Non-Living Marine Resources Projects
1) Submarine Volcanism and Hydrothermal Venting
Over 80% of the Earth’s volcanism occurs in the deep ocean. Although deep submarine eruptions are the most common means whereby heat and mass are transported from the hot interior of the Earth to its crustal surface, understanding the physical, chemical, and biological ocean environmental impacts of these volcanic events is in its infancy. At present, there are no means to detect and locate deep volcanic eruptions using either land-based or ocean surface observational systems and, to date, only a handful of active deep eruptions have been observed.
Through new and/or innovative application of ocean surveying, mapping, and monitoring technologies, the Office of Ocean Exploration and Research seeks to discover how this planetary-scale process, along with associated hydrothermal venting, is impacting the oceanic water column and how it manifests conditions that sustain both micro- and macro-biological ecosystems.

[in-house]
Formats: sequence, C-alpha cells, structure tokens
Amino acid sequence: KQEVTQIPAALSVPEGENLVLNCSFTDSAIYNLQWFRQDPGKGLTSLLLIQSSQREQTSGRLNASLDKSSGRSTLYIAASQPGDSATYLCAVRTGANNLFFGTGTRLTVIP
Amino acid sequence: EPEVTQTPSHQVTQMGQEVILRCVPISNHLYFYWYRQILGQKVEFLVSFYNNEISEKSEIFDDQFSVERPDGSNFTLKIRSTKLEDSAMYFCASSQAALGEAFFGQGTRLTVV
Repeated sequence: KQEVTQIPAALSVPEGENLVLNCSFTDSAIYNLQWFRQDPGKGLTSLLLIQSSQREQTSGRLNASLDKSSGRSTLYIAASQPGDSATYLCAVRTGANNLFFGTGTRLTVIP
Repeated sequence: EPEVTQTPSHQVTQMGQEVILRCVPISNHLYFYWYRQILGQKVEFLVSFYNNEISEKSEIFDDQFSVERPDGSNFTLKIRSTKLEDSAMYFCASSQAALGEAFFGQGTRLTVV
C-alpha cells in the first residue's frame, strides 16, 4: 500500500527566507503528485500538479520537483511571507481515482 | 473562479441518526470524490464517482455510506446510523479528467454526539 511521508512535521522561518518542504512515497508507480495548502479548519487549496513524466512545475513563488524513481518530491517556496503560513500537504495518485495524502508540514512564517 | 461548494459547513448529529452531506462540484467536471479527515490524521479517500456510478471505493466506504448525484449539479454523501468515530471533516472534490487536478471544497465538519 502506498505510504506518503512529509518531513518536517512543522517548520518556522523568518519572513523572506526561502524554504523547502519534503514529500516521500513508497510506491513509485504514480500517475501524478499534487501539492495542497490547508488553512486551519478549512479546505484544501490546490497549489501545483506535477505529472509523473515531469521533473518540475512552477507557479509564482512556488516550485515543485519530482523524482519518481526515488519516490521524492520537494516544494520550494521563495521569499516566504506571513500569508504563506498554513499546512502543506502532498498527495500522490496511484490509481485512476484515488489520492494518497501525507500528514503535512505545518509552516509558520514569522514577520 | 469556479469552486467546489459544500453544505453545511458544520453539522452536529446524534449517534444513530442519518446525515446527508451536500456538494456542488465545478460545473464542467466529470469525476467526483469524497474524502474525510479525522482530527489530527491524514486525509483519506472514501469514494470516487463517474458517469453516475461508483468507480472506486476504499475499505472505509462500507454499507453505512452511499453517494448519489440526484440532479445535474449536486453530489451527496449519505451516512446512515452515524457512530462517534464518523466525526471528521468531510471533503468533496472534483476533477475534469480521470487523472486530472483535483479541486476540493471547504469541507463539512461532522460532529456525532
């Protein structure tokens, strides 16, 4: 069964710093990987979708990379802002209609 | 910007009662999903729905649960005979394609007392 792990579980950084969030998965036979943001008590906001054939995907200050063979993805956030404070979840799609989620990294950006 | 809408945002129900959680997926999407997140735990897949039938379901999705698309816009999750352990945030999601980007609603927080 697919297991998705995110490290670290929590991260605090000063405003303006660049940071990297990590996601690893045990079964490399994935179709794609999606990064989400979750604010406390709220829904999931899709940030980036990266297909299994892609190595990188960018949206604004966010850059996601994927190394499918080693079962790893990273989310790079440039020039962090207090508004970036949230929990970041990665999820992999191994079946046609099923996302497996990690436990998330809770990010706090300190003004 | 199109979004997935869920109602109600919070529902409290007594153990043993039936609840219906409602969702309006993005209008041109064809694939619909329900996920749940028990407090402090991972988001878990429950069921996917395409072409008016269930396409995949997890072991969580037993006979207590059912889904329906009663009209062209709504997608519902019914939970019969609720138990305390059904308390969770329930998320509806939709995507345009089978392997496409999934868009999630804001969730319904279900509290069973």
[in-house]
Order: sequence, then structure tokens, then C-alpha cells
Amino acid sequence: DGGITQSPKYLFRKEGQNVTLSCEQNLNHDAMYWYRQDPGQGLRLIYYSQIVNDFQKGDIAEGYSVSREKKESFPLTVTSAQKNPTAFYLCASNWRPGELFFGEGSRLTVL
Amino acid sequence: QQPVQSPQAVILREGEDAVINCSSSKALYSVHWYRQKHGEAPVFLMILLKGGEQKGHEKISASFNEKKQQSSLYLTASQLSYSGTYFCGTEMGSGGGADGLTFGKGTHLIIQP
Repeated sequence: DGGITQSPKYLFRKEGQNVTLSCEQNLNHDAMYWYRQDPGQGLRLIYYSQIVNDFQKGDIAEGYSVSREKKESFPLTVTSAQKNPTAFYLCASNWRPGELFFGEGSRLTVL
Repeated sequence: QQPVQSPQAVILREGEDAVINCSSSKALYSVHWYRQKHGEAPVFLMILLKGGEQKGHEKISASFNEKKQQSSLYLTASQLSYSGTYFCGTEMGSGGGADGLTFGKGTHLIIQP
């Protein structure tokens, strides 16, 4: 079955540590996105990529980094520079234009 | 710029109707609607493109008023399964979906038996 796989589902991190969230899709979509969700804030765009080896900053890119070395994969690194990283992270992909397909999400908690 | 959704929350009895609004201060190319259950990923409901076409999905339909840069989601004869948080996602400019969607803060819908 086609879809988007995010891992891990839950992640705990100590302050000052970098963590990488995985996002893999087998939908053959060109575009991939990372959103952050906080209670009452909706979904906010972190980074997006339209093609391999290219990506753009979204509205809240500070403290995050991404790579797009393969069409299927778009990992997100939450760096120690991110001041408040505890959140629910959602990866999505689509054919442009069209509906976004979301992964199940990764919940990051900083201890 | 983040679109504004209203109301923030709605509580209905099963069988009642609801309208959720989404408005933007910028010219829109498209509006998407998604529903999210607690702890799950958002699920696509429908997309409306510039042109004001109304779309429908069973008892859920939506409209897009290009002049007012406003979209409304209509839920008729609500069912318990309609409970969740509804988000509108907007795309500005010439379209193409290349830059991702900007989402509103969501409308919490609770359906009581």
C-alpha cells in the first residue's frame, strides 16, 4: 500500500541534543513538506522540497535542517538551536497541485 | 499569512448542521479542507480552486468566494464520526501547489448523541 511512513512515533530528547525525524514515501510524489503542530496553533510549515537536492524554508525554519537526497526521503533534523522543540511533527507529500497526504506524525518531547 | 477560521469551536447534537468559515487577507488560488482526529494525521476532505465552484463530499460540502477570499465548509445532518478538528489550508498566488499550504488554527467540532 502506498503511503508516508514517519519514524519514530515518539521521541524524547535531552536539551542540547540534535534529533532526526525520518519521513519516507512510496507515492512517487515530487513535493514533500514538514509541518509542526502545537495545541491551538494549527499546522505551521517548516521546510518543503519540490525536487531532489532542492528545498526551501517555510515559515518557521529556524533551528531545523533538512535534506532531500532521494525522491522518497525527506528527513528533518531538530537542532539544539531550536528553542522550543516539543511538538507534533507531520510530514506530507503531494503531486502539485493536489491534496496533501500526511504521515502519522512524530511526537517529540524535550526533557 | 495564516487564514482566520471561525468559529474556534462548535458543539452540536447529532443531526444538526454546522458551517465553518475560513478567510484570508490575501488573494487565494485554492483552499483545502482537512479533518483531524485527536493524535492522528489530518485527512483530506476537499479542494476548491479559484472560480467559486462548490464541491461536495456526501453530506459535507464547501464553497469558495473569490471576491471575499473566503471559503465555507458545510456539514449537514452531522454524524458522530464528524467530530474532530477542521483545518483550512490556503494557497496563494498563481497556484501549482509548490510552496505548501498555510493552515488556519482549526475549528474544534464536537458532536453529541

Highlights of recent discoveries include:
- Sustained, years-long active eruptions of lava from submarine arc volcanoes
- Large-volume venting of carbon dioxide from subduction zone volcanism
- Local to regional ocean acidification of both chemosynthetic and photosynthetic ecosystems caused by hydrothermal sources of both carbon dioxide and sulfur dioxide
- Distinct micro- and macro-biological communities associated with highly variable, volcano to volcano, vent fluid chemistries